“Listen up, get free, trust, release, disrupt, lean in, turn up, to me”, breathes NY-born, Paris-based pundit of punk, Louisahhh – and we obey. These lyrics are from Love is a Punk, the opening track of her debut album, The Practice of Freedom, released on the inclusive label, HE.SHE.THEY. Chatting with her, I get the feeling that Louisahhh does nothing in halves. She loves animals, punk, techno and her craft; loves life, loves living life, and everything in between.

The Practice of Freedom
is as much a masterclass in fine-tuned production (Louisahhh entirely deconstructed and recomposed her album since 2018), as it is in spontaneity, freedom, and catching “the muse as it ran by”. Through her techno-inspired punk, or punk-inspired techno, she draws inspiration from Nine Inch Nails, her newfound passion for BDSM, and her European clubbing background to give one big middle finger to the system. Whatever you thought about punks before, think again, and if freedom’s a practice, Louisahhh’s here to teach us.
A whole lot has happened in the world since we last interviewed you back in 2019, Louisahhh – excuse the understatement. What’s changed for you since then, or stayed the same?
That was such a good memory and it’s really clear in my mind - my memory is absolutely abysmal trash - it feels both near and far. Obviously, global pandemic and all, a lot has transformed on a large scale for all of us. Personally, the day to day is kind of similar: lots of creativity and exercise and time with animals, lots of screaming gleefully into the abyss. The album is out, so my career has exploded in a way, but also gotten smaller because of staying home for the past year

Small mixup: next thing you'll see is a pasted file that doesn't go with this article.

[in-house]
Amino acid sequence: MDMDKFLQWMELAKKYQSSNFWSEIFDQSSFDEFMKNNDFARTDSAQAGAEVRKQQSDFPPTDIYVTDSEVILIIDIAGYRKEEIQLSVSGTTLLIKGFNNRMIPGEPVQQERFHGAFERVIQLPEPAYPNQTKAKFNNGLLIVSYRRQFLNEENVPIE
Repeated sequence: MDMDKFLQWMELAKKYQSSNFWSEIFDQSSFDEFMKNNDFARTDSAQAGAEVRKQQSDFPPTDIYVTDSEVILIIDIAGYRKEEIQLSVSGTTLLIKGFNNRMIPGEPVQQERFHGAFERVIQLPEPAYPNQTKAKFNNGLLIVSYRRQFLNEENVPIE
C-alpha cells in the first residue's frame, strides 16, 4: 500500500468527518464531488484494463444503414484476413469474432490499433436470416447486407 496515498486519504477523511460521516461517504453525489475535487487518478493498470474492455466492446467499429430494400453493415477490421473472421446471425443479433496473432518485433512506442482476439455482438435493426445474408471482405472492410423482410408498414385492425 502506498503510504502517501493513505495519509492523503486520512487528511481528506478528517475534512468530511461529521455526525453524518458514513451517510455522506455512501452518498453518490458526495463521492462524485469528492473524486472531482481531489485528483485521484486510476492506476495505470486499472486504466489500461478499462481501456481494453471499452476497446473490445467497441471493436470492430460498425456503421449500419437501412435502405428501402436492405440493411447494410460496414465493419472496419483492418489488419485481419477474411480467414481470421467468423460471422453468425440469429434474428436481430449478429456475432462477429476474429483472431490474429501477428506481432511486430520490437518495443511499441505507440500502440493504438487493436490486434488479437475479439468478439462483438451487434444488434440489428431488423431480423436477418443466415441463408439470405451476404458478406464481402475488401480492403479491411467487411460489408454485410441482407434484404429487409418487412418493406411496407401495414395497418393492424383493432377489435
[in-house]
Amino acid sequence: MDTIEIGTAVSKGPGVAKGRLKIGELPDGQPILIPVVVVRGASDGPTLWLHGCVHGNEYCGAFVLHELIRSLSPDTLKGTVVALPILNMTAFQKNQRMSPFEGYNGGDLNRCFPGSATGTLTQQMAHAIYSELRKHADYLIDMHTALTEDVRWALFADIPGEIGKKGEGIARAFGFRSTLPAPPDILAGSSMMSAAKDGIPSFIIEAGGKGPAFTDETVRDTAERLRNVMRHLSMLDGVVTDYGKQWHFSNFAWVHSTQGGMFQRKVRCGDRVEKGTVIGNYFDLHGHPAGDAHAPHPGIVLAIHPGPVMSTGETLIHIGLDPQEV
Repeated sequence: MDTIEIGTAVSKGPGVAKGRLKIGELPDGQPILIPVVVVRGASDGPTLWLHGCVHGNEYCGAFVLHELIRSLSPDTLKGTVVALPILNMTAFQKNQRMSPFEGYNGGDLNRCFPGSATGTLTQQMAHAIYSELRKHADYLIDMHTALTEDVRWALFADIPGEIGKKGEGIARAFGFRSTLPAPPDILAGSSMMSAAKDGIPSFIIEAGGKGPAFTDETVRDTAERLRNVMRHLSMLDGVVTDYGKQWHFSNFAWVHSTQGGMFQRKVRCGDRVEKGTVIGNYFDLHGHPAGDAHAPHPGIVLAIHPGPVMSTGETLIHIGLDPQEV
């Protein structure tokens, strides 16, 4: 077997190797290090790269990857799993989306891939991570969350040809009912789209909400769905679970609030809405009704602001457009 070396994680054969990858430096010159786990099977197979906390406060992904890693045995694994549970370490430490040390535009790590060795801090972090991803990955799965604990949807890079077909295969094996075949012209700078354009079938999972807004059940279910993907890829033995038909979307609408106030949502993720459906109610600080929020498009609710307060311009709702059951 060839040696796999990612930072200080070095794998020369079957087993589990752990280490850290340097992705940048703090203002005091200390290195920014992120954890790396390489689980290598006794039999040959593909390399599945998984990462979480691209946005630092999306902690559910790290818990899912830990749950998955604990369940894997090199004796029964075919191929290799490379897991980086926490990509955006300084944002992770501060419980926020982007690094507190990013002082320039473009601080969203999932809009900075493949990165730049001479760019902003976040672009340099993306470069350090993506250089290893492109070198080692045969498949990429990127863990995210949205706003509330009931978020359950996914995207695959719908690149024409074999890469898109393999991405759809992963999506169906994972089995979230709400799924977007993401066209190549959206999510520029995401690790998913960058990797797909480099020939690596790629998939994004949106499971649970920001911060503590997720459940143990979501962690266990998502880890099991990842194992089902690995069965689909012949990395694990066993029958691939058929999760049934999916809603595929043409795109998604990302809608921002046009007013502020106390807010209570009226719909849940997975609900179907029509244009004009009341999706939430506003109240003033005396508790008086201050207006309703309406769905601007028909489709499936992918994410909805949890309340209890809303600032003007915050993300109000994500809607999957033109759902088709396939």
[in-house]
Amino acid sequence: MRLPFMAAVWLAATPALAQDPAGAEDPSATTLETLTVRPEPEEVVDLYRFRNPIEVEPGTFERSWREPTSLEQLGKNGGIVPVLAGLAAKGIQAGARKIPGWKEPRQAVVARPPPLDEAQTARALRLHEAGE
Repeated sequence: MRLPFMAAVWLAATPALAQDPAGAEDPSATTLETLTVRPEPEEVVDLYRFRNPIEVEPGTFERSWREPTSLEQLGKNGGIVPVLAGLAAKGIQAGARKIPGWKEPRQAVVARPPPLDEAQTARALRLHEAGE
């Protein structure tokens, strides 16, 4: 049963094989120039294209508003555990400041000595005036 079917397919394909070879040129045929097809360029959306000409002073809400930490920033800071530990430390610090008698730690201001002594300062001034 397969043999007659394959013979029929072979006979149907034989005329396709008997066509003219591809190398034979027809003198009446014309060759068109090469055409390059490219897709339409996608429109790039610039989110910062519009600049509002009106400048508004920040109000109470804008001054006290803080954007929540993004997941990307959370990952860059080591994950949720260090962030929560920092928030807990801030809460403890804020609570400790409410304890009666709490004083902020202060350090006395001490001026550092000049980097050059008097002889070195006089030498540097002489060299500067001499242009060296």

Before we get on to the sound of your new album, The Practice of Freedom, the project itself has been around for quite some time, in one form or another, right? What made now the right time to release it?
I’ve actually been trying to release it since writing it back in 2018, but everything kind of fell apart and had to get rebuilt. I should say, actually, that I tore everything down and rebuilt it around the album. It was an incredibly scary and frustrating process, to leave what I knew behind and embark on a new road that I had to construct in a much more hands-on way than I had been working, but I am so grateful for the learning experience of it, and that the record came out when it did. I feel like there is some sort of divine constellation in the patience required that made it all worth it, that I was kind of forced to sit on my heels and wait to release it when the world was ready for a record that sounded like this and contained the themes that it contains.